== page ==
Snow is exotic.
That’s right. Although you may be dreading the arrival of the white stuff and its associated cold, limited daylight, high heating bills, shovelling and trouble driving, tourists will come to Canada in droves to play in the snow.
“We take it for granted, or maybe don’t even like it,” federal Minister of Tourism Melanie Joly told The Okanagan Weekend.
“But to others, especially those that may live in climates where they don’t get snow, access to our beautiful snow is desirable.”
Joly is in the Okanagan today to host a roundtable discussion from 10:30 to 11:30 a.m. at Quails’ Gate Winery in West Kelowna and discuss what makes the Valley a tourist magnet, even in winter.
Around the table with the minister this morning will be brothers Ben and Tony Stewart of Quails’ Gate. Ben is also the BC Liberal MLA for Westside-Kelowna.
They’ll be joined by Aman Dosanj of food-and-event-planning business The Paisley Notebook, Darryl Brooker from Mission Hill Winery, Nancy Quinton of Okanagan Foodie Tours, Bernd Scales from 8th Generation Vineyard and Brenda Baptiste of Indigenous Tourism B.C.
The Okanagan is well-positioned as a winter destination with ample, dry and powdery snow making skiing and snowboarding at three major resorts — Big White near Kelowna, Silver Star near Vernon and Apex near Penticton — world class.
Where there is snow, there’s also likely to be cross-country skiing, snowmobiling, dog sledding and horse-drawn sleighs.
Even wineries, which are more of a draw in the spring, summer and fall, capitalize on winter with events like Light Up the Vines, with wineries on Summerland’s Bottleneck Drive illuminating their vineyards, and offering special tastings Nov. 24, Dec. 1 and Dec. 2 from 3 to 8 p.m.
Of course, summer is high tourism season in the Okanagan thanks to our mountain scenery, lakes and beaches, watersports, golf, wineries and warm weather.
This Okanagan stop is part of a cross-country tour Joly is leading to tout her ministry’s new Advisory Council on Jobs and the Visitor Economy and to talk about how Canada can grow its tourism industry.
The MP from Ahuntsic-Cartierville in Quebec launched the tour in Niagara Falls earlier this month and made her way across the country for roundtables in Vancouver and Victoria earlier this week and West Kelowna today before heading back to Montreal and more such events.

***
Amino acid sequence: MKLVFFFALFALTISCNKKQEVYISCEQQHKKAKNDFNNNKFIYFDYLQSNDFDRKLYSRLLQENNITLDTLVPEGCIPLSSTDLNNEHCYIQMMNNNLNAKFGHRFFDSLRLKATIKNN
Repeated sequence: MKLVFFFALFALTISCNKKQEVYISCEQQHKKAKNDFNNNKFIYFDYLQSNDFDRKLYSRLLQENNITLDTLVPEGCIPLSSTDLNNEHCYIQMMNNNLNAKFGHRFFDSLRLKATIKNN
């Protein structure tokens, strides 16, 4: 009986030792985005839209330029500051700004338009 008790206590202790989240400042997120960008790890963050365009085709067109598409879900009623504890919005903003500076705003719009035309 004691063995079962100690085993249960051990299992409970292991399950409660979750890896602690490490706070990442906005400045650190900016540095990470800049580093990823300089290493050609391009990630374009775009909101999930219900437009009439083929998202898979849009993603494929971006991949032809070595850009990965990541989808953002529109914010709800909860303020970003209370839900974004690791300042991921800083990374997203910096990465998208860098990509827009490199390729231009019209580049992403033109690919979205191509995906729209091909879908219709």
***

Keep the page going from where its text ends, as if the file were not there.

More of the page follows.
What prompted the council and tour is the fact Canada’s ranking on the United Nations World Tourism Organization’s top destinations has slipped from a high of No. 8 a few years ago to No. 17 this year.
“We used to have strength,” said Joly. “But the former (Conservative Stephen) Harper government cut funding to Destination Canada while other countries were upping their game.”
Destination Canada funding has been jacked up from $57.8 million in 2017-18 to $98.7 million for 2018-19, and the minister has served notice Ottawa is serious about helping the sector grow.
In 2017, during the Canada 150 sesquicentennial year, the country attracted an impressive 20.8 million overnight international visitors.
The tourist count so far this year is on track to beat 2017’s activity, a trend Joly wants to see continue.
This is Joly’s third trip to the Okanagan in two years.
When she was last here in the summer, she met with Thompson Okanagan Tourism Association CEO Glenn Mandziuk and was impressed with the group’s strategic plan to become a more sustainable tourist destination and the biggest economic engine in the region.
That plan is being realized with Biosphere International accreditation and tourism giving construction a run for the money as the largest economic sector, with 3.5 million visitors a year spending $2 billion annually.
Most international tourists to Canada use one of the country’s three biggest cities — Toronto, Montreal and Vancouver — as a springboard to try other experiences ranging from watching the crashing water at Niagara Falls and the Rocky Mountains to eating lobster in Atlantic Canada and skiing or golfing in the Okanagan.